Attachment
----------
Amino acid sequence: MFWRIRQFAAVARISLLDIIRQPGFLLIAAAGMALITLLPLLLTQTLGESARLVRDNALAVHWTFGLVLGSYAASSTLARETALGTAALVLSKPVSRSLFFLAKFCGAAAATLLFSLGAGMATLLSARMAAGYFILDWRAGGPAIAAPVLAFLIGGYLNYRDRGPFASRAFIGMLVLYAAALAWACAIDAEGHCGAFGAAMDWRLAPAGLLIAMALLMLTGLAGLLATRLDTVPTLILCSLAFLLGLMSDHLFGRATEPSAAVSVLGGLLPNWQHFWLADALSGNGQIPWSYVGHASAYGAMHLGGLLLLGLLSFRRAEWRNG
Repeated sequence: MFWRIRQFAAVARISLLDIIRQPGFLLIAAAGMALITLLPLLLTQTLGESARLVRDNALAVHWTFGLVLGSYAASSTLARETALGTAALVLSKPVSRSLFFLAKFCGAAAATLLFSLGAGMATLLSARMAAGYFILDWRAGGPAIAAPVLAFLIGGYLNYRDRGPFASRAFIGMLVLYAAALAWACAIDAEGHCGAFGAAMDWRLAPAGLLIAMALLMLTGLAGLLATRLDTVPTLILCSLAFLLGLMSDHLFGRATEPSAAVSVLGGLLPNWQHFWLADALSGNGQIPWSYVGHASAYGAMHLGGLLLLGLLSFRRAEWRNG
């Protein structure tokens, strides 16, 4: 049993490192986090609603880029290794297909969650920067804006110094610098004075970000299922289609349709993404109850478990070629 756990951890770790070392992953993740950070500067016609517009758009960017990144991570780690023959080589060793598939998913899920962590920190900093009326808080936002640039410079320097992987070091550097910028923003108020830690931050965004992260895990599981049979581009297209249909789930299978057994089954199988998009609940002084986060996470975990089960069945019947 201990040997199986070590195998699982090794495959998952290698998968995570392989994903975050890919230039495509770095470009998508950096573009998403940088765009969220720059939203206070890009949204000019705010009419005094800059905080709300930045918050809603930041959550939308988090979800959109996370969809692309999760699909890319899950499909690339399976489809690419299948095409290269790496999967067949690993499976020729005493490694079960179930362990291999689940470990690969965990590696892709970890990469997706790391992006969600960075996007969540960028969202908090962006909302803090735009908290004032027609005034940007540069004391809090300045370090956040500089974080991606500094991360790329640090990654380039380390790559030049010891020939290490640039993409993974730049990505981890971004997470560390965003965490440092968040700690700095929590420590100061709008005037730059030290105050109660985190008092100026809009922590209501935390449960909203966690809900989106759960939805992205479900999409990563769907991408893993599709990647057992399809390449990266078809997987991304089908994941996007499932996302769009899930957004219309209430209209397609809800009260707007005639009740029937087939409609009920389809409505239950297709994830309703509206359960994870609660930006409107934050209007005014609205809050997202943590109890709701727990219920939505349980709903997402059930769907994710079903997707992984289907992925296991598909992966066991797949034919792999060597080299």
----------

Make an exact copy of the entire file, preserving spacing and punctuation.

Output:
Amino acid sequence: MFWRIRQFAAVARISLLDIIRQPGFLLIAAAGMALITLLPLLLTQTLGESARLVRDNALAVHWTFGLVLGSYAASSTLARETALGTAALVLSKPVSRSLFFLAKFCGAAAATLLFSLGAGMATLLSARMAAGYFILDWRAGGPAIAAPVLAFLIGGYLNYRDRGPFASRAFIGMLVLYAAALAWACAIDAEGHCGAFGAAMDWRLAPAGLLIAMALLMLTGLAGLLATRLDTVPTLILCSLAFLLGLMSDHLFGRATEPSAAVSVLGGLLPNWQHFWLADALSGNGQIPWSYVGHASAYGAMHLGGLLLLGLLSFRRAEWRNG
Repeated sequence: MFWRIRQFAAVARISLLDIIRQPGFLLIAAAGMALITLLPLLLTQTLGESARLVRDNALAVHWTFGLVLGSYAASSTLARETALGTAALVLSKPVSRSLFFLAKFCGAAAATLLFSLGAGMATLLSARMAAGYFILDWRAGGPAIAAPVLAFLIGGYLNYRDRGPFASRAFIGMLVLYAAALAWACAIDAEGHCGAFGAAMDWRLAPAGLLIAMALLMLTGLAGLLATRLDTVPTLILCSLAFLLGLMSDHLFGRATEPSAAVSVLGGLLPNWQHFWLADALSGNGQIPWSYVGHASAYGAMHLGGLLLLGLLSFRRAEWRNG
């Protein structure tokens, strides 16, 4: 049993490192986090609603880029290794297909969650920067804006110094610098004075970000299922289609349709993404109850478990070629 756990951890770790070392992953993740950070500067016609517009758009960017990144991570780690023959080589060793598939998913899920962590920190900093009326808080936002640039410079320097992987070091550097910028923003108020830690931050965004992260895990599981049979581009297209249909789930299978057994089954199988998009609940002084986060996470975990089960069945019947 201990040997199986070590195998699982090794495959998952290698998968995570392989994903975050890919230039495509770095470009998508950096573009998403940088765009969220720059939203206070890009949204000019705010009419005094800059905080709300930045918050809603930041959550939308988090979800959109996370969809692309999760699909890319899950499909690339399976489809690419299948095409290269790496999967067949690993499976020729005493490694079960179930362990291999689940470990690969965990590696892709970890990469997706790391992006969600960075996007969540960028969202908090962006909302803090735009908290004032027609005034940007540069004391809090300045370090956040500089974080991606500094991360790329640090990654380039380390790559030049010891020939290490640039993409993974730049990505981890971004997470560390965003965490440092968040700690700095929590420590100061709008005037730059030290105050109660985190008092100026809009922590209501935390449960909203966690809900989106759960939805992205479900999409990563769907991408893993599709990647057992399809390449990266078809997987991304089908994941996007499932996302769009899930957004219309209430209209397609809800009260707007005639009740029937087939409609009920389809409505239950297709994830309703509206359960994870609660930006409107934050209007005014609205809050997202943590109890709701727990219920939505349980709903997402059930769907994710079903997707992984289907992925296991598909992966066991797949034919792999060597080299």